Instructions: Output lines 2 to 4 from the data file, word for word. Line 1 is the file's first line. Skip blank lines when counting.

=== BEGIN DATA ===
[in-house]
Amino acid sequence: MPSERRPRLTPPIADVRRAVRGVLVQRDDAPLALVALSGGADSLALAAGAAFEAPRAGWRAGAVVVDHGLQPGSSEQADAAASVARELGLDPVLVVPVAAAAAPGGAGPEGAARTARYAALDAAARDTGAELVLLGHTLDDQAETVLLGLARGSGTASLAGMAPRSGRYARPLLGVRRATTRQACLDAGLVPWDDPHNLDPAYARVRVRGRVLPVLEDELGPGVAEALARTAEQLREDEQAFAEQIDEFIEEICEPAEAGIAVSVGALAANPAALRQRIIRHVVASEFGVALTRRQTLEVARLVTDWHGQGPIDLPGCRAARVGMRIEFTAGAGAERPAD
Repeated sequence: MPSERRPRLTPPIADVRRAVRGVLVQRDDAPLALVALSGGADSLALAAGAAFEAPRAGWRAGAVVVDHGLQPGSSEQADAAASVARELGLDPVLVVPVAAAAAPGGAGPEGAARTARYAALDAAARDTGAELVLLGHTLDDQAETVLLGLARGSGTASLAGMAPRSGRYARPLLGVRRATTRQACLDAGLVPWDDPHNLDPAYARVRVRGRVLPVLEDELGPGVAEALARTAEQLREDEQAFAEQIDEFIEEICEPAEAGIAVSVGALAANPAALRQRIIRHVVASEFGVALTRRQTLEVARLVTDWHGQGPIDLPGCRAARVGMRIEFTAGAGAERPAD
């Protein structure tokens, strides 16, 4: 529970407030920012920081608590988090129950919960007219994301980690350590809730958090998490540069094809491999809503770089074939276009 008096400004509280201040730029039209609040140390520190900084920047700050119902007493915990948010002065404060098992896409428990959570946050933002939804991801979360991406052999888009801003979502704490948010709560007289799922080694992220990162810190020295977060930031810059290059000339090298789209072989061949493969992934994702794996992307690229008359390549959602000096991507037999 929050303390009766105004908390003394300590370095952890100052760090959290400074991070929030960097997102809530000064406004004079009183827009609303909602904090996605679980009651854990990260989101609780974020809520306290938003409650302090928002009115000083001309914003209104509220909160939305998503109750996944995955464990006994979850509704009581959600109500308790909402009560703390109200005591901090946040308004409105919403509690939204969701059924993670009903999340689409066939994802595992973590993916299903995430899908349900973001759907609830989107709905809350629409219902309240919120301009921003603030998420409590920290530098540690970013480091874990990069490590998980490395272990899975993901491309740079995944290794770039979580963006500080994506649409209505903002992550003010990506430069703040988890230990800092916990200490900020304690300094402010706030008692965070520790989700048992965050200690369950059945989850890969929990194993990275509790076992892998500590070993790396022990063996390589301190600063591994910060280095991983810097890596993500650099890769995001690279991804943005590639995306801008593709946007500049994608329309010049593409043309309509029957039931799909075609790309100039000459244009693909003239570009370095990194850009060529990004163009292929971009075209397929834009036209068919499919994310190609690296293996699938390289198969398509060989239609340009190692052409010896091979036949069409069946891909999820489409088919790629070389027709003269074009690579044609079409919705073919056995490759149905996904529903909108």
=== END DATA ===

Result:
Amino acid sequence: MPSERRPRLTPPIADVRRAVRGVLVQRDDAPLALVALSGGADSLALAAGAAFEAPRAGWRAGAVVVDHGLQPGSSEQADAAASVARELGLDPVLVVPVAAAAAPGGAGPEGAARTARYAALDAAARDTGAELVLLGHTLDDQAETVLLGLARGSGTASLAGMAPRSGRYARPLLGVRRATTRQACLDAGLVPWDDPHNLDPAYARVRVRGRVLPVLEDELGPGVAEALARTAEQLREDEQAFAEQIDEFIEEICEPAEAGIAVSVGALAANPAALRQRIIRHVVASEFGVALTRRQTLEVARLVTDWHGQGPIDLPGCRAARVGMRIEFTAGAGAERPAD
Repeated sequence: MPSERRPRLTPPIADVRRAVRGVLVQRDDAPLALVALSGGADSLALAAGAAFEAPRAGWRAGAVVVDHGLQPGSSEQADAAASVARELGLDPVLVVPVAAAAAPGGAGPEGAARTARYAALDAAARDTGAELVLLGHTLDDQAETVLLGLARGSGTASLAGMAPRSGRYARPLLGVRRATTRQACLDAGLVPWDDPHNLDPAYARVRVRGRVLPVLEDELGPGVAEALARTAEQLREDEQAFAEQIDEFIEEICEPAEAGIAVSVGALAANPAALRQRIIRHVVASEFGVALTRRQTLEVARLVTDWHGQGPIDLPGCRAARVGMRIEFTAGAGAERPAD
């Protein structure tokens, strides 16, 4: 529970407030920012920081608590988090129950919960007219994301980690350590809730958090998490540069094809491999809503770089074939276009 008096400004509280201040730029039209609040140390520190900084920047700050119902007493915990948010002065404060098992896409428990959570946050933002939804991801979360991406052999888009801003979502704490948010709560007289799922080694992220990162810190020295977060930031810059290059000339090298789209072989061949493969992934994702794996992307690229008359390549959602000096991507037999 929050303390009766105004908390003394300590370095952890100052760090959290400074991070929030960097997102809530000064406004004079009183827009609303909602904090996605679980009651854990990260989101609780974020809520306290938003409650302090928002009115000083001309914003209104509220909160939305998503109750996944995955464990006994979850509704009581959600109500308790909402009560703390109200005591901090946040308004409105919403509690939204969701059924993670009903999340689409066939994802595992973590993916299903995430899908349900973001759907609830989107709905809350629409219902309240919120301009921003603030998420409590920290530098540690970013480091874990990069490590998980490395272990899975993901491309740079995944290794770039979580963006500080994506649409209505903002992550003010990506430069703040988890230990800092916990200490900020304690300094402010706030008692965070520790989700048992965050200690369950059945989850890969929990194993990275509790076992892998500590070993790396022990063996390589301190600063591994910060280095991983810097890596993500650099890769995001690279991804943005590639995306801008593709946007500049994608329309010049593409043309309509029957039931799909075609790309100039000459244009693909003239570009370095990194850009060529990004163009292929971009075209397929834009036209068919499919994310190609690296293996699938390289198969398509060989239609340009190692052409010896091979036949069409069946891909999820489409088919790629070389027709003269074009690579044609079409919705073919056995490759149905996904529903909108």